Low Magic Age – Surprisingly lots of magic, considering.

Low Magic Age is like, if Darkest Dungeon had a baby with Dungeons and Dragons, and that baby took all of it’s schizophrenia medication, but still got into an abusive relationship with Mount & Blade, and they popped out Low Magic Age WAY before term – but hey, it’s an early access game that’s had a whopping 67 updates since January 2017, so, you’re definitely getting active devs on this one.

Low Magic Age is sorta… a tactical RPG where you control an entire party of dungeons and dragons characters while doing things like going through dungeons and trading with people on a world map. It really is a lot like a turn based version of Mount & Blade, except your party is limited in size significantly, and they are all useful. Well, mostly. I mean, nobody likes a rogue in a fight. (Note: They’re good, but, better for traps and stuff. Just let your fighters do the fighting.)

The graphics are super basic. They are just… still sprites that you use to indicate where your characters are, they basically count as tokens on a D&D board. It’s great, because they are clear, and it’s up to you what your characters look like – this is important, because you can set them to all look the same and just be consistently confused, OR, you can set them to be unique and help you set up tactical positions. Nothing spectacular at all in the graphics department of this game, but it does it’s job. And, for Low Magic Age, costing less than 5 bucks, in early access, I can’t even complain about it. There’s just too much good stuff going on to worry about jraphics. (<– Often, I put “jraphics” instead of graphics so that if my associate Methuselah reads this, he’ll realize that gif is pronounced like “Gift” instead of “Jiff” like peanut butter.) The audio, on the other hand, is like, 2 or 3 tracks, and they play over and over, so that’s kind of really super annoying. It’s not that the game’s bad, or that the music’s bad, just… hearing the same thing forever kinda sucks.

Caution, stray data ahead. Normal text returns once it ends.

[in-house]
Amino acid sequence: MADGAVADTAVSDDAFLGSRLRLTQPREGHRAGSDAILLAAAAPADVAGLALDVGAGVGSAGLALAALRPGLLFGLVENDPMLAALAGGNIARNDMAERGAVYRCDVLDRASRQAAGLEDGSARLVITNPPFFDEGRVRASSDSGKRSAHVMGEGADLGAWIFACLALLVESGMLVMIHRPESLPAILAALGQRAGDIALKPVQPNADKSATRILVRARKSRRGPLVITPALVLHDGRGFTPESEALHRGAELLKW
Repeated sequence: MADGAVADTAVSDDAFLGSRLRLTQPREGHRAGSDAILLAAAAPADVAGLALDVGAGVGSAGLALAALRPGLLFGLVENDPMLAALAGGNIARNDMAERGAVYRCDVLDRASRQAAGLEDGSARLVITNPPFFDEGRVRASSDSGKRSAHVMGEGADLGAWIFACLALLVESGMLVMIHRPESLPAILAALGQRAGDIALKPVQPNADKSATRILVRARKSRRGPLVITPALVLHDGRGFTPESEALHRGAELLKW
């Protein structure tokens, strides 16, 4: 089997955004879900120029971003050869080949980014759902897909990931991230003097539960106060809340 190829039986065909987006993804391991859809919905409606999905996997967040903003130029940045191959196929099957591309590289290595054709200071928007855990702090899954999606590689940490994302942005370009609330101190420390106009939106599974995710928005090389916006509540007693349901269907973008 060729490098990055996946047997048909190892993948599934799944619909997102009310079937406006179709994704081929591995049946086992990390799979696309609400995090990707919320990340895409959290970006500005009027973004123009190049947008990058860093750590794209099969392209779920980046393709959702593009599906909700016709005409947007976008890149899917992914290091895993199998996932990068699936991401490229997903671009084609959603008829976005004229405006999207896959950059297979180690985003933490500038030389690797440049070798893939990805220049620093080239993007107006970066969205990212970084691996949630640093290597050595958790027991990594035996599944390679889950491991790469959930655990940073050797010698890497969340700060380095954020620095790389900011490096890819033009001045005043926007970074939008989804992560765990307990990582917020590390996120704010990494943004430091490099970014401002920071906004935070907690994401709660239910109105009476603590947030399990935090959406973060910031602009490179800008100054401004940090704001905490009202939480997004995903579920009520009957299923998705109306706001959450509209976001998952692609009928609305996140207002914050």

A fantasy RPG with turn based tactical battles, with field of view, cover, flanking, and other classic tactics from the OGL (open game license – made by Wizards of the Coast) – you build a party of up to 6 characters – it’s got seven races, three “basic classes” (Fighter, Magic user, and Rogue) and then you can customize everything about those characters. Tons of equipment, tons of monsters, and a lot of skills and spells to choose from. It’s REALLY thick for a 5 dollar early access game.
You’ll see a lot of fights that are tough, some that are pretty basic, like I mentioned, in adventure mode, there’s a lot of walking around on the world like Mount and Blade, and there’s some lopsided fights you’re better off avoiding.

In arena mode (which I assume was originally kind of a placeholder, but now has become a thing), there’s one set store that has rare pieces that you can buy, but, in actual adventure mode – you’re looking at having to travel around the map looking for that certain item you’re looking for. (I was looking for a bladed chain for a fighter for the longest time, for example.) A big get for this game will be adding additional quests that are more than visiting other cities, and, I’m not 100% on their build ideas or schedule, and I won’t claim to be, but, I think this game is worthwhile already – but it could be, and seems like it will be, much more fleshed out than the initial 5 bucks it costs right now. (It’s on sale ’til the 26th, so get it while it’s hot.)

I think Low Magic Age is a great game for RPG or D&D enthusiasts alike, you can definitely consider this as an option if you’re looking to scratch that tactical game play itch, even if the visuals aren’t some amazing thing. 5 bucks? 10 bucks? Yeah, baby it’s worth it.

Get the game on Steam

Disclosure: We received a copy for free

Developed by: Low Magic Studios


2 thoughts on “Low Magic Age – Surprisingly lots of magic, considering.

    1. Just a few differences between this and Shining Force, your party levels up together (everyone surviving battle gets EXP), there’s some permadeath elements if you’re on a higher difficulty, and you can just swap out party members by purchasing people in towns. But yeah, I understand the comparison.

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